Microsoft-Nokia deal: too good to be true?

Microsoft-Nokia deal: too good to be true?
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Published September 4th, 2013 - 11:44 GMT via SyndiGate.info

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“Microsoft purchased Nokia to make sure that no one else buys Nokia. Microsoft could have bought Nokia last year and saved money,
“Microsoft purchased Nokia to make sure that no one else buys Nokia. Microsoft could have bought Nokia last year and saved money," said Zimmerman.
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IHS Electronics
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Skype
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Nokia
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Samsung
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Sony
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Motorola
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Google
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Microsoft
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Gartner Deutschland
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Ian Fogg
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Annette Zimmermann
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Daniel Gleeson
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Steve Ballmer
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Stephen Elop
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Windows Phone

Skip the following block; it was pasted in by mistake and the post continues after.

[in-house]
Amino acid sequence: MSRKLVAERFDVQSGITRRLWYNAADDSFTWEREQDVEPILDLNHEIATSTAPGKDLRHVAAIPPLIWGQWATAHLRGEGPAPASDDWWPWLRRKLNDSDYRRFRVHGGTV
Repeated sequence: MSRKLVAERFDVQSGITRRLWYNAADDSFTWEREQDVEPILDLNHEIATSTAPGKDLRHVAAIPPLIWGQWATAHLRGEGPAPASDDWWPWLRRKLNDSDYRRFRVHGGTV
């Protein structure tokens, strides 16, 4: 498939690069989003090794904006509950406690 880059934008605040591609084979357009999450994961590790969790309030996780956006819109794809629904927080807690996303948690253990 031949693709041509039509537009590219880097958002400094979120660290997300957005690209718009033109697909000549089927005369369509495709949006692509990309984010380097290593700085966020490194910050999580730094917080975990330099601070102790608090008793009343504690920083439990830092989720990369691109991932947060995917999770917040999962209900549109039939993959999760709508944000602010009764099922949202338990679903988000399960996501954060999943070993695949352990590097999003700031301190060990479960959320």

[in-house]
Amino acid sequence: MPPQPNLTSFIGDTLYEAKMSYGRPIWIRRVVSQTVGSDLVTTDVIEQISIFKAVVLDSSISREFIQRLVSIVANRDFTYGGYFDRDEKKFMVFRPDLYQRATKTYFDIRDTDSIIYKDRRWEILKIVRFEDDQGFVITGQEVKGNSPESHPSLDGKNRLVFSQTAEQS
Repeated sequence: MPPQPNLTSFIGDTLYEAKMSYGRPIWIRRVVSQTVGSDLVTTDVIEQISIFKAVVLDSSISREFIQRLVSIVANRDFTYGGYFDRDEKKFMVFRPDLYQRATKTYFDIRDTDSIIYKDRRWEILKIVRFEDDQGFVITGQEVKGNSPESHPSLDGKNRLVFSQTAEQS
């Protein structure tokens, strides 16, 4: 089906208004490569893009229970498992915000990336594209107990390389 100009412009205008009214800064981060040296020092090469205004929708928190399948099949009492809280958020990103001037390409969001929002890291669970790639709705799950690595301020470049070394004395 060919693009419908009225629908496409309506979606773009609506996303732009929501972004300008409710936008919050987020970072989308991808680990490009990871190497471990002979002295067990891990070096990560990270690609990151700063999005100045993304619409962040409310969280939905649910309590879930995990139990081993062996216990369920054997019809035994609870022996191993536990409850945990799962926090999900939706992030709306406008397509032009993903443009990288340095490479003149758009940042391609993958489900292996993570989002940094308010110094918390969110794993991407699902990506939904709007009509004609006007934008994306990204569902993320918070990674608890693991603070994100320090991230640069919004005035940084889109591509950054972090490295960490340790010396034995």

The Microsoft-Nokia deal looks to be better for Nokia and less beneficial for Microsoft due to the uncertainty that surrounds the US company, industry experts told Gulf News.

“Microsoft is undergoing a huge reorganisation and its CEO Steve Ballmer has announced his intentions to retire in 12 months. The future of its new mobile handsets business will remain unclear until the new CEO announces his/her intentions,” said Daniel Gleeson, mobile analyst at IHS electronics and media.

Nokia did not have the scale on its own to compete as a challenger in the smartphone market. One of the key characteristics of the main handset vendors now is that they all have major businesses besides handsets.

For example, Samsung has semiconductors and consumer electronics, LG has displays, Sony has TVs and cameras, and Apple has Macbooks etc.

“This scale provides companies with the war chests necessary to fight for consumer attention and shelf space with operators. While Nokia has the networks business, that has made significant losses over the past few years. Nokia simply did not have the cash to recapture its market leader position,” Gleeson said.

Uncertain future

The future of its Nokia’s handsets business was very uncertain and it has managed to divest itself of that while retaining its valuable patents. Nokia will be free to re-enter the handset market from 2016, but unlike now it will be free to chose precisely if and how that move will happen.

In February 2011, then Nokia CEO Stephen Elop made the decision to switch Nokia’s smartphone strategy to using Windows Phone. In the process, Elop killed Nokia’s Symbian and MeeGo smartphone operating systems. Since then, Nokia smartphone shipments have collapsed from 24.2 million in the first quarter of 2011, to 6.1 million in the same quarter two years later in first quarter of 2013.